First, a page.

02/04/2016 – You Moveon February 4, 2016 at 12:00 am
Originally, this blog post was going to be about The Witness, Jonathan’s Blow’s excellent “Mazes without Borders” simulator, which has been merciless, punishing, and one of the most wonderfully designed games I’ve ever experienced. However, so punishing is it that I still haven’t finished it, plus I want a chance to complete and digest the game as an experience before sharing my thoughts on it (spoiler: there will be many). Look forward to that next week.
Instead, I’m going to change the subject from playing video games to talk about selfishness (guess not that big a change in subject, waka waka waka).
It’s hard not to feel selfish when people are doing for you all day while you’re out of commission. All week, I’ve been barely capable of moving more than my thumbs while my wife, Zack, and other friends and family handle the heavy lifting, providing for my every need. It sounds like a good setup, but in truth, it’s the last thing I want. I don’t want to be carried. I’d rather walk on my own. Unfortunately, I can’t manage much more than a crawl, so until I’m able to lift myself off the couch it’s back to that goddamn ship puzzle in The Witness (update: I FUCKING GOT IT!!!!).
I miss working. More specifically, I yearn for a return to the romantic days of freelance writing. Sailing the open seas of jobs and stories, in search of adventure, fame, and fortune. But in truth, those prospects, though my goals, have always meant little to me. I became a writer in the pursuit of pure artistic expression. Scripts and stories take so much time and energy; if I’m going to do it, I want them to matter. And if to no one else, than I want them to matter to me.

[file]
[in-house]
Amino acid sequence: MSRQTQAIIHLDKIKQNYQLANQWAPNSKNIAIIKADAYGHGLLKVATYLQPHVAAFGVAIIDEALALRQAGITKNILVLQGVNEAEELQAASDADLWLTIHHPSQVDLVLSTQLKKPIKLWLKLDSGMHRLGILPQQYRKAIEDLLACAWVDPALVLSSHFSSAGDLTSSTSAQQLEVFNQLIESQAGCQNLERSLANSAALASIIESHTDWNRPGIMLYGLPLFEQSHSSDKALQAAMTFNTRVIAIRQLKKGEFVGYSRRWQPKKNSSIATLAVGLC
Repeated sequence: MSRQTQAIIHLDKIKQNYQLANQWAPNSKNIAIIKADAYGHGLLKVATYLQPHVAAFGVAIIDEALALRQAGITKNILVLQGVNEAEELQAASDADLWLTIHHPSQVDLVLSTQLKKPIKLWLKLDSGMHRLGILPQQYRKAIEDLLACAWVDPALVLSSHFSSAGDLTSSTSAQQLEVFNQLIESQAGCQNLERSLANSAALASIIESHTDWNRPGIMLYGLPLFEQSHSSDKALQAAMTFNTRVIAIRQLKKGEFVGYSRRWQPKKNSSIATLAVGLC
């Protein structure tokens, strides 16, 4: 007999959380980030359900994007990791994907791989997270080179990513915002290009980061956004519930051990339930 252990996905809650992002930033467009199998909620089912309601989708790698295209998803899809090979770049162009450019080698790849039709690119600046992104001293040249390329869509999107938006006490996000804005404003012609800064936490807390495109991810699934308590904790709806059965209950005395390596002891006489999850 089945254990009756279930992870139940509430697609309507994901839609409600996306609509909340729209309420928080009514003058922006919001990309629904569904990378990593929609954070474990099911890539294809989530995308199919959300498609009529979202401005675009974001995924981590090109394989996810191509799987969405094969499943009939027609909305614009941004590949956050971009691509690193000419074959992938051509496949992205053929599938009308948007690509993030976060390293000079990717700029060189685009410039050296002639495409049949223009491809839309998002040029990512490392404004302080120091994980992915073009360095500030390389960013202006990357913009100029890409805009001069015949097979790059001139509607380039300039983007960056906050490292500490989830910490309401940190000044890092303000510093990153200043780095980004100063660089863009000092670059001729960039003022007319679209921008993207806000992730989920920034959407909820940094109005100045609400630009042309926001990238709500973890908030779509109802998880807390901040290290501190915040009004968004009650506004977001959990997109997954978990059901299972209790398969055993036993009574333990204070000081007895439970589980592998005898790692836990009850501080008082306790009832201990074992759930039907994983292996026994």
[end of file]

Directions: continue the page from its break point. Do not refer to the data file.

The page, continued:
I recently took it upon myself to re-evaluate what I’m doing with my career, perhaps hoping to remove my creative pursuits from behind the wheel and let them play a bit in the backseat. And coincidentally, my body chose that moment to give out. How. Fucking. Weird. There’s a part of me that truly believes that I opted to get sick as a way to delay that choice. It, like me, is selfish.
Once again, that word rears its ugly head. But the only thing ugly about it is how I use it. Truthfully, the only person who called what I did selfish was me (well, to my face). I am the only person to use such a term for myself. My faithful friends and family, God bless them, never called it that. They called my choice to write brave. I was never able to see it that way. Still don’t.
Because it wasn’t a choice. It just feels like a need. A calling. Something I have to do. Even now, more stories brew in the cauldron of my soul, spells waiting to be cast. Some of them you’ll hear about one day. Some, maybe never. And some, Zack and I are chomping at the bit to tell you about, and we will any day now…
So why am I talking about this right now? Well, this cold has weakened me to such a point that my filter has come flying off. But really, it comes back to that wonderful wonderful word – selfishness, and how it applies to today’s strip.
From prewriting to posting online, Unlife helps me reflect on the stories I want to tell. On what is important to me. A while back, some people accused me of using this blog space as a soapbox. I hate to break it to you, but this whole comic is a soapbox for Zack and me. If we’re gonna work this hard on something, it’s going to reflect our abilities, our beliefs, and everything else in between. And you can call that selfish, and I wouldn’t disagree with you.
What I would disagree on is that selfishness is a solely negative characteristic.
In fact, the people I would call selfish in this strip wouldn’t be the members of Mercy’s Kill. Don’t get me wrong – they’re awful people in their own right. I would call them cowards. But I would not call them selfish. They do not take what they want. They inflict what they want on others. They share their beliefs and their time. They share their hatred and their fear.
I believe the selfish people are the ones who put it all on the line. They risk their morals, their shame, their desires, even their lives. All for that unsure thing, that belief that calls to them without reason or logic. For a thing that means nothing to others but something to them. Some people would call Jenners and Stacy selfish.
But that’s not the word I would use.